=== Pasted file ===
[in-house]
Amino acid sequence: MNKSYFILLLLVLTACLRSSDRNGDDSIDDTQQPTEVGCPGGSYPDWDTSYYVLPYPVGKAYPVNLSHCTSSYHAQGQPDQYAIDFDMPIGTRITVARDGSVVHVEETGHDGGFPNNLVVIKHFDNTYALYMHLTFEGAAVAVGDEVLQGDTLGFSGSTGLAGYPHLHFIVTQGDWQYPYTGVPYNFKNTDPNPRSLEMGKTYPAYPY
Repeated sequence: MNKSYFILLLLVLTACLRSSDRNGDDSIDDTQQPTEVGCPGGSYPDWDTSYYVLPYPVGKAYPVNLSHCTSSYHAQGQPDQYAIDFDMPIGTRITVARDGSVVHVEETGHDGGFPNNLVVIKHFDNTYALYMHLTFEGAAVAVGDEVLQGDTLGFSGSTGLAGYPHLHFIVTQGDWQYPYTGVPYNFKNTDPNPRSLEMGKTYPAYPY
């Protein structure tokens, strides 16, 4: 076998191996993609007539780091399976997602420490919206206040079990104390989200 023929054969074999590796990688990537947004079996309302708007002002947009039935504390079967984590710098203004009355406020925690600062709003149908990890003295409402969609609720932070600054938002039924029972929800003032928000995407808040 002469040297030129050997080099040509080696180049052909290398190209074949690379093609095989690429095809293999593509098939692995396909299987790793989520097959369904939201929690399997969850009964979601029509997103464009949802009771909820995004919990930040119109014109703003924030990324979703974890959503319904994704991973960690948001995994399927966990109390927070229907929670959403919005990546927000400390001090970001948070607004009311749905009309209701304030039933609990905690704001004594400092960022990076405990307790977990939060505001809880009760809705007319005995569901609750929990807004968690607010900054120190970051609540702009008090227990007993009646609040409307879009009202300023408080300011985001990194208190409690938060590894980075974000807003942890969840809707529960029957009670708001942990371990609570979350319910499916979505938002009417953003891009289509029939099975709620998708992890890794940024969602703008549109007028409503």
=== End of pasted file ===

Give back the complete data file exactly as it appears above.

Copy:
[in-house]
Amino acid sequence: MNKSYFILLLLVLTACLRSSDRNGDDSIDDTQQPTEVGCPGGSYPDWDTSYYVLPYPVGKAYPVNLSHCTSSYHAQGQPDQYAIDFDMPIGTRITVARDGSVVHVEETGHDGGFPNNLVVIKHFDNTYALYMHLTFEGAAVAVGDEVLQGDTLGFSGSTGLAGYPHLHFIVTQGDWQYPYTGVPYNFKNTDPNPRSLEMGKTYPAYPY
Repeated sequence: MNKSYFILLLLVLTACLRSSDRNGDDSIDDTQQPTEVGCPGGSYPDWDTSYYVLPYPVGKAYPVNLSHCTSSYHAQGQPDQYAIDFDMPIGTRITVARDGSVVHVEETGHDGGFPNNLVVIKHFDNTYALYMHLTFEGAAVAVGDEVLQGDTLGFSGSTGLAGYPHLHFIVTQGDWQYPYTGVPYNFKNTDPNPRSLEMGKTYPAYPY
């Protein structure tokens, strides 16, 4: 076998191996993609007539780091399976997602420490919206206040079990104390989200 023929054969074999590796990688990537947004079996309302708007002002947009039935504390079967984590710098203004009355406020925690600062709003149908990890003295409402969609609720932070600054938002039924029972929800003032928000995407808040 002469040297030129050997080099040509080696180049052909290398190209074949690379093609095989690429095809293999593509098939692995396909299987790793989520097959369904939201929690399997969850009964979601029509997103464009949802009771909820995004919990930040119109014109703003924030990324979703974890959503319904994704991973960690948001995994399927966990109390927070229907929670959403919005990546927000400390001090970001948070607004009311749905009309209701304030039933609990905690704001004594400092960022990076405990307790977990939060505001809880009760809705007319005995569901609750929990807004968690607010900054120190970051609540702009008090227990007993009646609040409307879009009202300023408080300011985001990194208190409690938060590894980075974000807003942890969840809707529960029957009670708001942990371990609570979350319910499916979505938002009417953003891009289509029939099975709620998708992890890794940024969602703008549109007028409503």